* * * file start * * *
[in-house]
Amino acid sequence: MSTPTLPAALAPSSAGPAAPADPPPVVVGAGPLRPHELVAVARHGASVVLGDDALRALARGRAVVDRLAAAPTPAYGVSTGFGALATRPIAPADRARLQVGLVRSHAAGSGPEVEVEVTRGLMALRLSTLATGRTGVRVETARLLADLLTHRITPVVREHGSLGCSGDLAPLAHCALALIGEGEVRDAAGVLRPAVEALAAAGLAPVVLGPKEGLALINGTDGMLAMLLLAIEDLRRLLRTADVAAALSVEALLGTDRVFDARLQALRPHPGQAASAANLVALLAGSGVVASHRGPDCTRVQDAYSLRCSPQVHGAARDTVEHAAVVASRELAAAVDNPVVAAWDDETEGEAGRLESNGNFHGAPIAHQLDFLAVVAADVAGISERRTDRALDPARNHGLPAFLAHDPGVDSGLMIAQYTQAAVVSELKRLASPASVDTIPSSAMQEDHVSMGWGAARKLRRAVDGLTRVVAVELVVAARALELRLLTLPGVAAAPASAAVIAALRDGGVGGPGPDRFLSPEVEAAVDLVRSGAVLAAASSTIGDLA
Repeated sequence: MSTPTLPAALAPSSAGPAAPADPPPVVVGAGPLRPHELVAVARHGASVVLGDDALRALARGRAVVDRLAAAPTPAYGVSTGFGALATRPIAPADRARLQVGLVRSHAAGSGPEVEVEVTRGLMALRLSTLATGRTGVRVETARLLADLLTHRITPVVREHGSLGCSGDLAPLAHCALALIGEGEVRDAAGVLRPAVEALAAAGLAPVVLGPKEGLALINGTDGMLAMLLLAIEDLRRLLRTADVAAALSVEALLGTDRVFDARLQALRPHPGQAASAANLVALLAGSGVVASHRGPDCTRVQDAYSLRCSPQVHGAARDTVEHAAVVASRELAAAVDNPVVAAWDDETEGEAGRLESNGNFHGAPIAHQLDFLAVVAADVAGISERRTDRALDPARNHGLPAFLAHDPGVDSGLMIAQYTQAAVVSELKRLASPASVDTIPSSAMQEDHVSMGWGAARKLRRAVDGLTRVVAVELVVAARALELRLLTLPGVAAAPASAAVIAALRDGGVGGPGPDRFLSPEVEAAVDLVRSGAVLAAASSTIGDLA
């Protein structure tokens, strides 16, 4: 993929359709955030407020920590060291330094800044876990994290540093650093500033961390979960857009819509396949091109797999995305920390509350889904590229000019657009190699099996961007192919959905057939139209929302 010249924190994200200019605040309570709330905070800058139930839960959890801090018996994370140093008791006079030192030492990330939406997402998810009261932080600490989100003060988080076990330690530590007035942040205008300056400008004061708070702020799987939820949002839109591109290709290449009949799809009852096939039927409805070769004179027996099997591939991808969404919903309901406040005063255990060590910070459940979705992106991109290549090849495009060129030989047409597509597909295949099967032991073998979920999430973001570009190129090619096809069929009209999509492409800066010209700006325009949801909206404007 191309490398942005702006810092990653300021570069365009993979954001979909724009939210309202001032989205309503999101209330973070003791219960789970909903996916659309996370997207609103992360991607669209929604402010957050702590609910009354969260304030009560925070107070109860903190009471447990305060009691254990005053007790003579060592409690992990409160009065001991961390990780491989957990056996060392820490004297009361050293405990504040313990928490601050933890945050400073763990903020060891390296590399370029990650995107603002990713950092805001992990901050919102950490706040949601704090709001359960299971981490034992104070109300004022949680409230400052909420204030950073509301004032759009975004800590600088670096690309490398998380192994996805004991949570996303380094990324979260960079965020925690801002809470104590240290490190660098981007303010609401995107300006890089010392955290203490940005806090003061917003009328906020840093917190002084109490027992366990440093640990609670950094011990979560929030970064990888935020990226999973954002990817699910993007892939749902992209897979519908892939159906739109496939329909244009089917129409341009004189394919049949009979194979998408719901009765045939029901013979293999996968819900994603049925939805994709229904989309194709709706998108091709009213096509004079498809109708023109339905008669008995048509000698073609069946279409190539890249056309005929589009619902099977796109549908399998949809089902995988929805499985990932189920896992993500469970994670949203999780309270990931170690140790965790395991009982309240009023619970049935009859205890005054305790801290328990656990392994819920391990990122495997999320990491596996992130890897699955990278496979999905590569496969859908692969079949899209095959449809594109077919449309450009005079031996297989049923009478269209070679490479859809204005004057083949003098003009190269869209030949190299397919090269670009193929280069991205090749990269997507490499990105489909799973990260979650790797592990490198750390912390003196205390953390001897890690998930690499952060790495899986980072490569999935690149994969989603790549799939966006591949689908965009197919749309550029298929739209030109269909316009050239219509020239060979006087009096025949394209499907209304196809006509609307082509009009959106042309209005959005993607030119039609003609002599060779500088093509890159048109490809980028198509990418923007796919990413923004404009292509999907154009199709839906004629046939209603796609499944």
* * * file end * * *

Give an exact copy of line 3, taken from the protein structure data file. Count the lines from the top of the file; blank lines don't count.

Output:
Repeated sequence: MSTPTLPAALAPSSAGPAAPADPPPVVVGAGPLRPHELVAVARHGASVVLGDDALRALARGRAVVDRLAAAPTPAYGVSTGFGALATRPIAPADRARLQVGLVRSHAAGSGPEVEVEVTRGLMALRLSTLATGRTGVRVETARLLADLLTHRITPVVREHGSLGCSGDLAPLAHCALALIGEGEVRDAAGVLRPAVEALAAAGLAPVVLGPKEGLALINGTDGMLAMLLLAIEDLRRLLRTADVAAALSVEALLGTDRVFDARLQALRPHPGQAASAANLVALLAGSGVVASHRGPDCTRVQDAYSLRCSPQVHGAARDTVEHAAVVASRELAAAVDNPVVAAWDDETEGEAGRLESNGNFHGAPIAHQLDFLAVVAADVAGISERRTDRALDPARNHGLPAFLAHDPGVDSGLMIAQYTQAAVVSELKRLASPASVDTIPSSAMQEDHVSMGWGAARKLRRAVDGLTRVVAVELVVAARALELRLLTLPGVAAAPASAAVIAALRDGGVGGPGPDRFLSPEVEAAVDLVRSGAVLAAASSTIGDLA